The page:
Francine Prose expanded on her thoughts in the CBC interview, in a piece for Comment is Free. Her expanded thoughts make my skin crawl.
When I learned that PEN had decided to award the Freedom of Expression Courage Award to Charlie Hebdo, I was dismayed. I had agreed to serve as a literary table host and I wondered what I would do when the crowd around me rose to its feet to applaud an award being given – in my name – to what I felt was an inappropriate recipient.
She still doesn’t understand what Charlie is. She thinks it’s a right-wing racist rag.
Let me emphasize how strongly I believe in the ideals of PEN; for two years I was president of the PEN American Center. I believe in the indivisibility of the right to free speech, regardless of what – however racist, blasphemous, or in any way disagreeable – is being said.
Why is she pairing racist with blasphemous?
I believe that Charlie Hebdo has every right to publish whatever they wish.
But that is not the same as feeling that Charlie Hebdo deserves an award. As a friend wrote me: the First Amendment guarantees the right of the neo-Nazis to march in Skokie, Illinois, but we don’t give them an award.
She likes that disgusting and dead-wrong comparison so much she uses it again. I repeat: Charlie Hebdo is not comparable to neo-Nazis!
The bestowing of an award suggests to me a certain respect and admiration for the work that has been done, and for the value of that work and though I admire the courage with which Charlie Hebdo has insisted on its right to provoke and challenge the doctrinaire, I don’t feel that their work has the importance – the necessity – that would deserve such an honor.
So that’s a reason to back out of the ceremony? That’s a reason to cringe at the thought of people applauding Charlie? That’s a reason to throw Charlie under the bus weeks after ten members of its staff were slaughtered?
Perhaps my sense of this will be clearer if I mention the sort of writers and whistleblowers whom [sic] I think would be appropriate candidates: Edward Snowden, Chelsea Manning, the journalists who have risked (and in some cases lost) their lives to report on the wars in the Middle East. Or the extremely brave Lydia Cacho, who has fearlessly reported on government corruption in Mexico, along with the dozens and dozens of Mexican journalists who have been murdered for reporting on the narco wars.
No, that’s not clearer, because being able to think of people you would prefer to see get the award is not at all the same thing as backing out of a commitment to be a host at the award ceremony. Not even close. You’re not just sitting out the award because you don’t like Charlie, you’re canceling an appointment to be there because you don’t like Charlie.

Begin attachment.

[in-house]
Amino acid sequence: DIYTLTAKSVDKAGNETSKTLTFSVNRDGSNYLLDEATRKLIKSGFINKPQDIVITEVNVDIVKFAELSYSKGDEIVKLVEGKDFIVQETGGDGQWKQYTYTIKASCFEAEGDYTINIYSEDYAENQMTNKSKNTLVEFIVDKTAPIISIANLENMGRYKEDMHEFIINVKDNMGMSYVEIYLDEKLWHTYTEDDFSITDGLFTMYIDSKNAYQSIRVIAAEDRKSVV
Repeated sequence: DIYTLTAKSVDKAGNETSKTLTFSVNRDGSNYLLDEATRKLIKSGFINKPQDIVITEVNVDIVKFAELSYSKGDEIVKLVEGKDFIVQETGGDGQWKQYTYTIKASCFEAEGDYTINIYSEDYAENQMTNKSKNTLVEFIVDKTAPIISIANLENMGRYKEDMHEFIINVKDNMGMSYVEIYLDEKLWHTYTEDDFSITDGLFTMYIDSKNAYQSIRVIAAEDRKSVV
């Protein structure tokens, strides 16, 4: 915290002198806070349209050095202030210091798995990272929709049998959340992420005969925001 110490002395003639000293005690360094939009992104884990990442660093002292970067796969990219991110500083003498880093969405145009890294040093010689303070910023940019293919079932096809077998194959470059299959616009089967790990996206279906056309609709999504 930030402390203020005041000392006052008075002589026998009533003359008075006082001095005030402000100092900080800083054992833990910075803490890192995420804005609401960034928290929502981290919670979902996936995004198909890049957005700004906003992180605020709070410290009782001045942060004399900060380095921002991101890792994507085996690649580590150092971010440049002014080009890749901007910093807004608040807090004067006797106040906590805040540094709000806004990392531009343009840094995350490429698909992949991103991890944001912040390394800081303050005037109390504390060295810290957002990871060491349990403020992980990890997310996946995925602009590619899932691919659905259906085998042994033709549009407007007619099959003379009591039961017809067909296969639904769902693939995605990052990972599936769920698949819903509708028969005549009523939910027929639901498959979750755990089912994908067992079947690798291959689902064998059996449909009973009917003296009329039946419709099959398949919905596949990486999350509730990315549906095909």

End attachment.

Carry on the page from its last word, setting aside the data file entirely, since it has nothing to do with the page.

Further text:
I have been deeply shocked to read and hear some critics say that the position I have taken, along with other writers, amounts to an endorsement of terrorism. Nothing could be further from the truth. But I also don’t feel that it is the mission of PEN to fight the war on terrorism; that is the role of our government.
That, frankly, is an idiotic thing to say. The “war on terrorism” is Bush-era propaganda, and has nothing to do with writers and journalists and cartoonists being in solidarity with colleagues who are murdered by theocratic terrorists. The fact that the Kouachi brothers fit the label “terrorist” is not a good reason to cancel an appointment to host at the PEN awards ceremony. It certainly is the mission of PEN to publicize and resist violent attacks on writers, journalists and cartoonists.
Our job, in presenting an award, is to honor writers and journalists who are saying things that need to be said, who are working actively to tell us the truth about the world in which we live. That is important work that requires perseverance and courage. And this is not quite the same as drawing crude caricatures and mocking religion.
Wait. What? So a novelist who writes fluffy comedies, for example, is not eligible for a PEN award? PEN covers only writers and journalists who do serious, truth-telling work? Poets, mystery writers, fantasy writers – they’re all out? Fiction is out? Satire is out? (Prose herself has written satirical fiction. Is she ineligible?)
The bitterness and rage of the criticism that we have received point out how difficult people find it to think with any clarity on these issues and how easy it has been for the media – and our culture – to fan the flames of prejudice against Islam.
Is it ok if I criticize the Vatican? Or is that forbidden too?
The narrative of the Charlie Hebdo murders – white Europeans killed in their offices by Muslim extremists – is one that feeds neatly into the cultural prejudices that have allowed our government to make so many disastrous mistakes in the Middle East. And the idea that one is either “for us or against us” in such matters not only precludes rational and careful thinking, but also has a chilling effect on the exercise of our right to free expression and free speech that all of us – and all the people at PEN – are working so tirelessly to guarantee.
As I said yesterday – bullshit. Complete bullshit. Avijit Roy wasn’t a white European. Washiqur Rahman Sabeen Mahmud wasn’t a white European. Taslima Nasreen isn’t a white European. Salman Rushdie isn’t a white European. This stuff is insulting garbage.